Yea, that's the intent: if we can get memory, we should use it. If we're tight, we want some small amount of fallback to act as a shock absorber so at least some of the messages get through. The reserve is my best guess at the number we'd have to queue before devd could get scheduled to run to process them, times some big factor. devd might get a bit clogged if it gets a huge burst, so I may need to do some work there to keep it from blocking until the action is done, but that's a separate issue.

623 ↗(On Diff #77086)

Good point. We should likely just return NULL in that case like we do when things are disabled. It's the least bad thing we can do w/o blocking.

In practice, though, we'd have to have extreme memory pressure, with > 20 events happening all at the same time on other cores that take a while to fill in. So it would be extremely unlikely to ever happen. Failing safe with returning NULL would be ideal, since it would also cause the generators of the near future to do almost no work (today they do a lot of work and throw it away)

markj added inline comments.Wed, Sep 16, 7:00 PM
sys/kern/subr_bus.c
623 ↗(On Diff #77086)

Yes, I think it should be quite difficult to trigger. However, for testing purposes it's useful to be able to inject failures into malloc()/uma_zalloc(), so we should avoid introducing new cases where such failures can trigger a panic.

imp updated this revision to Diff 77113.Wed, Sep 16, 7:26 PM

Fold in feedback from MarkJ

imp marked 3 inline comments as done.Wed, Sep 16, 7:27 PM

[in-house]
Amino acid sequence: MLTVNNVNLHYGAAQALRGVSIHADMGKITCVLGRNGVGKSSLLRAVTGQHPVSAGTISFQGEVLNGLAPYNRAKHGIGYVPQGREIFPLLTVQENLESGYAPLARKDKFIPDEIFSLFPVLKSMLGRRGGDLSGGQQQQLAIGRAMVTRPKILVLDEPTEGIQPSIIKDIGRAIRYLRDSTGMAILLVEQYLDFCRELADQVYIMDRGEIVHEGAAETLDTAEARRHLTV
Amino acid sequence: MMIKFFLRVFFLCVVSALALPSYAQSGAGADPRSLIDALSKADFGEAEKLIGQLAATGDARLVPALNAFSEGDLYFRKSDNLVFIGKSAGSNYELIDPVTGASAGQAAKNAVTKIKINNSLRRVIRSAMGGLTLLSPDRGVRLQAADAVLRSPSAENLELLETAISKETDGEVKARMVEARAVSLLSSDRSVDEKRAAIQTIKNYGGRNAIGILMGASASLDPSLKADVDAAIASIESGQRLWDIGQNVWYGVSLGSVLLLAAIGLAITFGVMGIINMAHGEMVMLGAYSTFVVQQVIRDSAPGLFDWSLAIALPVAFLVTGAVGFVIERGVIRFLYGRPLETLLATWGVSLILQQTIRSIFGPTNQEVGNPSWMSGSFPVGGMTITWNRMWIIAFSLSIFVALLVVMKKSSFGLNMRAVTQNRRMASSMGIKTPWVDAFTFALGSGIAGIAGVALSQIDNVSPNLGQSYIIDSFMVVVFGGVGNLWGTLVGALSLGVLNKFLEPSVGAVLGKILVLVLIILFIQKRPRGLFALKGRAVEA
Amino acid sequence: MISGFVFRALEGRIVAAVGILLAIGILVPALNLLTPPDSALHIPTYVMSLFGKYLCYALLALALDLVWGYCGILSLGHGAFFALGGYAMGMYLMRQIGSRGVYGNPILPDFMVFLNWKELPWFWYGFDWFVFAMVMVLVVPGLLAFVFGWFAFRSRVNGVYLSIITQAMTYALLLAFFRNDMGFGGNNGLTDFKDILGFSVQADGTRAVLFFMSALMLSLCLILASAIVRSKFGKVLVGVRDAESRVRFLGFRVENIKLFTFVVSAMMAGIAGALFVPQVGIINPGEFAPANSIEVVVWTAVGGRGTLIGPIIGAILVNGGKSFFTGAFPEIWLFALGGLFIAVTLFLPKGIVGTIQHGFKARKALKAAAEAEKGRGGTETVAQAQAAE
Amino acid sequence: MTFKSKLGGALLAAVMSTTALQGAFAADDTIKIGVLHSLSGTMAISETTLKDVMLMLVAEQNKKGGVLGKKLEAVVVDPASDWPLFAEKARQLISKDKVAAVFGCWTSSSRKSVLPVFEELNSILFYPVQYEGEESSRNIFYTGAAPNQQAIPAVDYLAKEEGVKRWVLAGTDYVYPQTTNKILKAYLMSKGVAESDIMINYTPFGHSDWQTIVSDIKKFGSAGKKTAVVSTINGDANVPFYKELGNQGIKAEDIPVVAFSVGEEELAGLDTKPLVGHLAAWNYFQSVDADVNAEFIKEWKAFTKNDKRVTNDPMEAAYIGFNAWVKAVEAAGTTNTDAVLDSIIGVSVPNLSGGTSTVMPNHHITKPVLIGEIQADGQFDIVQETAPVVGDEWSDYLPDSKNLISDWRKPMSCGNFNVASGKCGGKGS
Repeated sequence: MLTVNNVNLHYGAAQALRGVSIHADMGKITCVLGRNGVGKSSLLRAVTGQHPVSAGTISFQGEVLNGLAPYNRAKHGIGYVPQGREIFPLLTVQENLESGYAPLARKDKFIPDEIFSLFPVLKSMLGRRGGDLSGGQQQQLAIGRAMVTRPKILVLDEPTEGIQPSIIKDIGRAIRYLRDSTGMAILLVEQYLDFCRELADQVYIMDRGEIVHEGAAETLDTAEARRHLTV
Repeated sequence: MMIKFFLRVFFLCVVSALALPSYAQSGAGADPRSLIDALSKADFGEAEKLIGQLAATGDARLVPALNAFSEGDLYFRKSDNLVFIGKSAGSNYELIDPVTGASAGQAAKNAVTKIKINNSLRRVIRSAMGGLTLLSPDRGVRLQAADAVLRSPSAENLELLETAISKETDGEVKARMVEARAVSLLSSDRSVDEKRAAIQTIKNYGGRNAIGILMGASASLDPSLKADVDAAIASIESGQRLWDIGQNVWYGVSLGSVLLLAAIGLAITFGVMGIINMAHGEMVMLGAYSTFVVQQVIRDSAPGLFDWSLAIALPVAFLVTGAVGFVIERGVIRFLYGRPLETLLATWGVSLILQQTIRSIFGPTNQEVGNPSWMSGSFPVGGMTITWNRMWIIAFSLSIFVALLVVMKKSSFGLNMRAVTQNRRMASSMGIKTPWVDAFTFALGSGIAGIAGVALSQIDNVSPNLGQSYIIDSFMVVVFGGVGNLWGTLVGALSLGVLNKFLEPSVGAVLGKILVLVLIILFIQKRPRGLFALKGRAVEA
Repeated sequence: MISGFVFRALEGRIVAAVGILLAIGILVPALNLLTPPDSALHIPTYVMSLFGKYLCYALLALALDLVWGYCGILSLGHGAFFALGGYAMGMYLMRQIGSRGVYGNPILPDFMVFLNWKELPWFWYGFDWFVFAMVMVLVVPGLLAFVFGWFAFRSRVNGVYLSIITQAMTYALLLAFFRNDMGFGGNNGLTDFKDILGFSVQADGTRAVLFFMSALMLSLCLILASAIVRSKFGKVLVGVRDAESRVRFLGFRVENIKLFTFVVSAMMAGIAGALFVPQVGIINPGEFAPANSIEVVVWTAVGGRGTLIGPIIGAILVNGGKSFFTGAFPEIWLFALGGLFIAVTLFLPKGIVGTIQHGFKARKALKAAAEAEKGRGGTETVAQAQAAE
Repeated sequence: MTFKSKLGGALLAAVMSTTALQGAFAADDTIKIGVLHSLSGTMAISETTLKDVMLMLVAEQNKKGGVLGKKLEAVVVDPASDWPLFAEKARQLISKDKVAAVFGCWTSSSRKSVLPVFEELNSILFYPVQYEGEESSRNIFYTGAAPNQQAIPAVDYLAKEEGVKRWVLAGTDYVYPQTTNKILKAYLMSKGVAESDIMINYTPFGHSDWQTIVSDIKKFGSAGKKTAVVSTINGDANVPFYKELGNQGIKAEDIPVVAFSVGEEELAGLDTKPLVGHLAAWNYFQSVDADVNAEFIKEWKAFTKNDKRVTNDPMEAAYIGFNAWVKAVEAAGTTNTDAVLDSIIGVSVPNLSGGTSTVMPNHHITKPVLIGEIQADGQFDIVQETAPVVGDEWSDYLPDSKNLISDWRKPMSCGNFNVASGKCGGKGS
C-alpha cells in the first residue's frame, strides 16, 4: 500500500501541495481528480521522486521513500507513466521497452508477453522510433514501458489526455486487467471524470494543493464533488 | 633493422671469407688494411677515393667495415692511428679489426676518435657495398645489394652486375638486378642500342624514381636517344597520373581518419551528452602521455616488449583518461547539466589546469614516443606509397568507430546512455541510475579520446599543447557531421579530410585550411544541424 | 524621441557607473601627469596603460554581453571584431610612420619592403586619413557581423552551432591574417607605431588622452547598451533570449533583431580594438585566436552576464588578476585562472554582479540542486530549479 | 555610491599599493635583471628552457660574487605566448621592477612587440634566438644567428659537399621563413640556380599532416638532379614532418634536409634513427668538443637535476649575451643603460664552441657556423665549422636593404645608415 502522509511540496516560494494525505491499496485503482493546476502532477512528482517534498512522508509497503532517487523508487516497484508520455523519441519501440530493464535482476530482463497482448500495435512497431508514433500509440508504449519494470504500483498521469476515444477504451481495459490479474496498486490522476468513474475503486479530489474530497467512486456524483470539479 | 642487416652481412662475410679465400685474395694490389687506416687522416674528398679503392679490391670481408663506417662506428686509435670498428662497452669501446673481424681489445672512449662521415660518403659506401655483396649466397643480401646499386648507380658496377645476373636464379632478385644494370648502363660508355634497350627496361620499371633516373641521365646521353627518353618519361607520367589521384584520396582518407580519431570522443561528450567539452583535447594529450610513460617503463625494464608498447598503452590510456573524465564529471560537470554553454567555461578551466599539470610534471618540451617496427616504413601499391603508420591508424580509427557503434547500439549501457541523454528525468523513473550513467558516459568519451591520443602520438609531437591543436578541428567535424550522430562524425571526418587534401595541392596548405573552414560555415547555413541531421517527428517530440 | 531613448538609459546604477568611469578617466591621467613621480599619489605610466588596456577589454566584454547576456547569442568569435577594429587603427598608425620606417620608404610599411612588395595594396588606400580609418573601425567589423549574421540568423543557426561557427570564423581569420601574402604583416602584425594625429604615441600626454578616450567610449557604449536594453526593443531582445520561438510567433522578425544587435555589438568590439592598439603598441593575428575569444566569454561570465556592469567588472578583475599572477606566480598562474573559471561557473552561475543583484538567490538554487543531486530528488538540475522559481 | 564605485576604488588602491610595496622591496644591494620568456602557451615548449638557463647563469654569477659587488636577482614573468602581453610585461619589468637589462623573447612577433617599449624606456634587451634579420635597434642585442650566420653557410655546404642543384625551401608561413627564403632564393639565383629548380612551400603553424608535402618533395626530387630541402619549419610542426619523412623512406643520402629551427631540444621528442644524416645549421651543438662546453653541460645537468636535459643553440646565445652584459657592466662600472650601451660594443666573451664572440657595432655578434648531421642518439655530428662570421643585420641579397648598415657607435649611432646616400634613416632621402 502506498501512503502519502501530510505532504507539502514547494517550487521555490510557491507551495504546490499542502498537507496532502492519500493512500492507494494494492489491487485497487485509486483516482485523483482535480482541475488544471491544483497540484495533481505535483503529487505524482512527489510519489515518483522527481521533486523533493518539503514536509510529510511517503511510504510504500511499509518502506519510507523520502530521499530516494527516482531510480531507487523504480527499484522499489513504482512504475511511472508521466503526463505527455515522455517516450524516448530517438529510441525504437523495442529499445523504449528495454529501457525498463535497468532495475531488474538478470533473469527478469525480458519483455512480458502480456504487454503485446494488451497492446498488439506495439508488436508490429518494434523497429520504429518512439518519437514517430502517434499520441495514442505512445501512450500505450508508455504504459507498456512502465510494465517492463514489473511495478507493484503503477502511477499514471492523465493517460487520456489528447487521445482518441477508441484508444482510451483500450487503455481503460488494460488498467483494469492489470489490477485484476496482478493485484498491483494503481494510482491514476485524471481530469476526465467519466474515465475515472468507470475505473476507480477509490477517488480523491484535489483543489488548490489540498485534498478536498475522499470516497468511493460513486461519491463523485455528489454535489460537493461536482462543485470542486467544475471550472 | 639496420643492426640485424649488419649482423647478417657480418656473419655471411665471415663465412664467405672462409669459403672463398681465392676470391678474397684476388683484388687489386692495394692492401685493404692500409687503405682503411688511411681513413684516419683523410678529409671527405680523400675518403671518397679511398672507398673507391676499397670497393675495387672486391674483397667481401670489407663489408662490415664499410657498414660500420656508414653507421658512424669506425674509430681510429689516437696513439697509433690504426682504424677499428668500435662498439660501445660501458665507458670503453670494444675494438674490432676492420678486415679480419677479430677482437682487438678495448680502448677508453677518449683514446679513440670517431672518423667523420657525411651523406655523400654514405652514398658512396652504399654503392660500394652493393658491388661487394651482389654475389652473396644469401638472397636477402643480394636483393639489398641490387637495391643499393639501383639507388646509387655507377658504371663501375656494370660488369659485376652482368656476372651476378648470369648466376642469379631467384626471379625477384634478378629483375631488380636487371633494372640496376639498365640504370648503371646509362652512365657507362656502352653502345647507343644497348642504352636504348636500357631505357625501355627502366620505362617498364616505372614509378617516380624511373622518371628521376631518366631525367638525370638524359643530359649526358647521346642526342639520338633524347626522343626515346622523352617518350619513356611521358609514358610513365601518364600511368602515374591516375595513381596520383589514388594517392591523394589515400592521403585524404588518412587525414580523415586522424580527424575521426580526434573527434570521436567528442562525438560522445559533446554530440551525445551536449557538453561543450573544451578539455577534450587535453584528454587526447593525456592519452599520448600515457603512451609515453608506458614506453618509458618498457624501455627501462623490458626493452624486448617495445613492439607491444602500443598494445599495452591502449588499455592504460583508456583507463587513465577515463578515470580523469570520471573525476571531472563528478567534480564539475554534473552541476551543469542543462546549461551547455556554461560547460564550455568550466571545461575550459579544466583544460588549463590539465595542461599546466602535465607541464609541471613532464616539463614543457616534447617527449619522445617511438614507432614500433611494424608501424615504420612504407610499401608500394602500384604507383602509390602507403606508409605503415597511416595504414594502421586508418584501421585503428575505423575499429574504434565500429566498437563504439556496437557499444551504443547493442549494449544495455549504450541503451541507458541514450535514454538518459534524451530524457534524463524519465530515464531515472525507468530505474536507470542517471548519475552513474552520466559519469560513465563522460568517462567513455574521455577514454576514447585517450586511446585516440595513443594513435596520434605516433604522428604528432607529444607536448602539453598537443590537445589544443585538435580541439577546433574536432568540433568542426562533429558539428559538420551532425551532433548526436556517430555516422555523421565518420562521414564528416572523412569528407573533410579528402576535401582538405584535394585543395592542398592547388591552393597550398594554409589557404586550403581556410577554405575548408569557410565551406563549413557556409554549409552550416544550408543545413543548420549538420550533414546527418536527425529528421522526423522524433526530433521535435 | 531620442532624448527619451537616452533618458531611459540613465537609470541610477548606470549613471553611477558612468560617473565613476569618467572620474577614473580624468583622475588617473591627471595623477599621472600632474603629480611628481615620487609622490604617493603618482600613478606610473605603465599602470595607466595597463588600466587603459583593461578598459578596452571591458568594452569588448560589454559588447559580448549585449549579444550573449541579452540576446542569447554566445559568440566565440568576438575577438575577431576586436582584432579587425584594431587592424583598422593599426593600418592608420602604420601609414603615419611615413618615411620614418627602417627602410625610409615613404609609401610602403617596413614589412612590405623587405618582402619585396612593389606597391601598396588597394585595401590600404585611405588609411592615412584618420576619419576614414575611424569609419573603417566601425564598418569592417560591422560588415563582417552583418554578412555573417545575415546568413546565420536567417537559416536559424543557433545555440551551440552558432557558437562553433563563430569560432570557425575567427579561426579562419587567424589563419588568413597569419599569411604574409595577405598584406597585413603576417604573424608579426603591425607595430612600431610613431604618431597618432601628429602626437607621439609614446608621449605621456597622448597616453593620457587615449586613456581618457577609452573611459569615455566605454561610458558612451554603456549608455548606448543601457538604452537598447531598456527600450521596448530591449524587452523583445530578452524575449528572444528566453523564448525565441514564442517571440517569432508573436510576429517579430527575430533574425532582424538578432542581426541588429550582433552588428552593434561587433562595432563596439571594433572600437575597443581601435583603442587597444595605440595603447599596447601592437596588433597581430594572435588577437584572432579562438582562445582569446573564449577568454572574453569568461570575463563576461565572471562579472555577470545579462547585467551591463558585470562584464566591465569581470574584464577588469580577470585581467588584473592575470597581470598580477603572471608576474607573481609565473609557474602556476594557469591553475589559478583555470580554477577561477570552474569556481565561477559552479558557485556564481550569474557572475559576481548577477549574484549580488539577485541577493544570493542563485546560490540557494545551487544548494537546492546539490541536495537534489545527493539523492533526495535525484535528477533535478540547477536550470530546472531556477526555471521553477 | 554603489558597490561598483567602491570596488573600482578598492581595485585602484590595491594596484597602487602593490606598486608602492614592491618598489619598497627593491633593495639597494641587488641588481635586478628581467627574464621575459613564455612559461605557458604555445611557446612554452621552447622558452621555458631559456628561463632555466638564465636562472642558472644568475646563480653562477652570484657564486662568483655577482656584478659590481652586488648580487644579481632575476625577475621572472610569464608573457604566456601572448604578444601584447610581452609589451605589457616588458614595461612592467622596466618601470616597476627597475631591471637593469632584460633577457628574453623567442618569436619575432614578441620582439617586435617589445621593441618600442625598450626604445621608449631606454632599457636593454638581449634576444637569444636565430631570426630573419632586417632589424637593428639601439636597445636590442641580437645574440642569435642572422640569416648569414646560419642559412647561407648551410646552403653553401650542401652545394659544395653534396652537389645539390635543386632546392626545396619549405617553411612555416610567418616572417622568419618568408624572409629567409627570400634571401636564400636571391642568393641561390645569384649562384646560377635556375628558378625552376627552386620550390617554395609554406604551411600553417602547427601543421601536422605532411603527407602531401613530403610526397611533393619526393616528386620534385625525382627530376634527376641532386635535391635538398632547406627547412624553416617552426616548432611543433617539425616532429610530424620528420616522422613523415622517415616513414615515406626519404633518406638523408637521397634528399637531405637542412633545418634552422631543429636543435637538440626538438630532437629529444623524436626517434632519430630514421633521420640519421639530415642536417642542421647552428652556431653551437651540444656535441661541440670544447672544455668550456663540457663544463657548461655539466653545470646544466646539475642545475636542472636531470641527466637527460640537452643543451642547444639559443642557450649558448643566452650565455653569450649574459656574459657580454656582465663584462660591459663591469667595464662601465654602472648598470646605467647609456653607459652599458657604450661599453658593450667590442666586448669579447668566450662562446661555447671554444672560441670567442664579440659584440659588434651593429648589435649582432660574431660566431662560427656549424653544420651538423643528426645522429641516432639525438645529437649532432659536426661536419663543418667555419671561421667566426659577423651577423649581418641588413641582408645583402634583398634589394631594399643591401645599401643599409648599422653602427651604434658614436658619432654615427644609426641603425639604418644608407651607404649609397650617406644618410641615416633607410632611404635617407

imp updated this revision to Diff 77115.Wed, Sep 16, 8:25 PM

Update some comments.

imp updated this revision to Diff 77116.Wed, Sep 16, 8:29 PM

Another round of comment cleanup to make things more descriptive and less verbose.

imp edited the summary of this revision. (Show Details)Wed, Sep 16, 8:32 PM
mjg added a comment.Wed, Sep 16, 8:35 PM

Given this already has support for reusing items from a global list, why uma allocation in the first place? Most notably why per-CPU caches. The current code does not scale regardless and is expensive to use, but with expected low msg rates it should be fine for the time being.

imp added a comment.Wed, Sep 16, 8:50 PM
In D26448#588627, @mjg wrote:

Given this already has support for reusing items from a global list, why uma allocation in the first place? Most notably why per-CPU caches. The current code does not scale regardless and is expensive to use, but with expected low msg rates it should be fine for the time being.

I use uma because it deals with the 'feast or famine' nature of this zone. On startup, I need a surge of a few thousand. Most of the rest of the time, the messages come in on time scales measured in hours or days. There are some cases when complex devices arrive or depart where another surge of messages would be generated. Coping with all this would mean duplicating a lot of the uma machinery.

True, I'm not using per-cpu caches, nor trying to optimize the cache behavior. I'm also doing copyout to userland for processing of these events, which is also kinda slow. These refinements make things more robust (my primary goal) and also faster (nice when that happens).

Should message rates increase several orders of magnitude, we can revisit and optimize then, but we'd likely need to look at more than just the allocation practices.

markj accepted this revision.Thu, Sep 17, 5:03 PM
This revision is now accepted and ready to land.Thu, Sep 17, 5:03 PM